Families, friends, veterans and elected officials gathered at the Massachusetts National Cemetery in Bourne to dedicate memorial 17 years in the making.

BOURNE — Saturday marked a major milestone for those who have lost a loved one in the global war on terrorism.

Families, friends, veterans and elected officials gathered at the Massachusetts National Cemetery to dedicate a memorial 17 years in the making.

“Please let’s not let this happen to anymore young Americans," said Paul Monti, a gold star father and founder of the SFC Jared C. Monti Foundation.

Cape Cod Veterans Inc., the Korean War Veterans Association Chapter 299, Boston's Wounded Vet Run charity ride, and American Legion Post 405 of Raynham helped raise the funds necessary to make this memorial possible.

“It is serendipity to place this memorial at the entrance of such hallow trails,” said Francisco Urena, Massachusetts Secretary of Veterans Services, outside the cemetery.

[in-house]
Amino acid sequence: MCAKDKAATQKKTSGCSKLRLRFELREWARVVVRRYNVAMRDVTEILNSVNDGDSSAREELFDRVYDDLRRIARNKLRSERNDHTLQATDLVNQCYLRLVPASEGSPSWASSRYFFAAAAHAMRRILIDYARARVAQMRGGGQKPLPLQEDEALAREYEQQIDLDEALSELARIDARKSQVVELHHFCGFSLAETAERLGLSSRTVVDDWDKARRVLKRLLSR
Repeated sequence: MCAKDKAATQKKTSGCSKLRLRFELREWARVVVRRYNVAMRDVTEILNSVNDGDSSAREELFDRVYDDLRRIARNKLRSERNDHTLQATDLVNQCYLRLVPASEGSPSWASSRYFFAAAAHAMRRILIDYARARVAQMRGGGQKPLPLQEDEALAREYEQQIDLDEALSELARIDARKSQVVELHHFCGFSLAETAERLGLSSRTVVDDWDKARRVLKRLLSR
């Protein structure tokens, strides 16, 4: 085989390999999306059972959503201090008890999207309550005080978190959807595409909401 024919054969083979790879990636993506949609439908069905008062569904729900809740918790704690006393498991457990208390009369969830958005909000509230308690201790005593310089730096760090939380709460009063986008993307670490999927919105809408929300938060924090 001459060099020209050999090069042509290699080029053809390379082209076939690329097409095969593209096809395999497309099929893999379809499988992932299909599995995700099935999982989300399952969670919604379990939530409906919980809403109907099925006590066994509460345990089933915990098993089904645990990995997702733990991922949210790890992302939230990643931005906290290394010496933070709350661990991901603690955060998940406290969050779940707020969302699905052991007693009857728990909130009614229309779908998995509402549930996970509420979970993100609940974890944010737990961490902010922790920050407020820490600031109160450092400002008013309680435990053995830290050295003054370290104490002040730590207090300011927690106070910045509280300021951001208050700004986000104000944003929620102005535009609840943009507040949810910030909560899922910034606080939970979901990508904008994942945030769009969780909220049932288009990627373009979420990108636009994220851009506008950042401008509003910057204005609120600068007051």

About 40,000 veterans in our country have served since 2001, Urena said. Whether they were in Iraq, Afghanistan, Northern Africa or other places, their focus was on the global war on terror — the longest war in which America has participated, he said.

Although this memorial to the global war on terrorism is one of many throughout the country, Urena said this one is special.

“All of us here know of someone who has sacrificed immensely,” Urena said. “It is in their honor that we must remind (people) what this memorial stands for. We must be mindful of all those who continue to sacrifice for our country.”

U.S. Rep. William Keating said while he remembers those who gave their their lives to fight the war on terror, he is also looking to the future.

Echoing the words of a famous quote, Keating said the willingness of young people to serve their country in war is directly proportional to the way veterans are appreciated and treated.

“For that, I am profoundly grateful," Keating said.

For Yarmouth Deputy Police Chief Steven Xiarhos , July 23, 2009, marked the day his life was changed.

His son, Marine Cpl. Nicholas Xiarhos, was killed while on duty serving Afghanistan, said Xiarhos. He is buried at the National Cemetery.

“He was forever frozen in time at age 21,” said Xiarhos, who listed other young service members who are also buried at the cemetery. “They were willing to sacrifice everything for this great nation. They are real patriots, real warriors, and they have really sacrificed everything. They did it because they believed in something.”

— Follow Beth Treffeisen on Twitter @BTreffeisenCCT.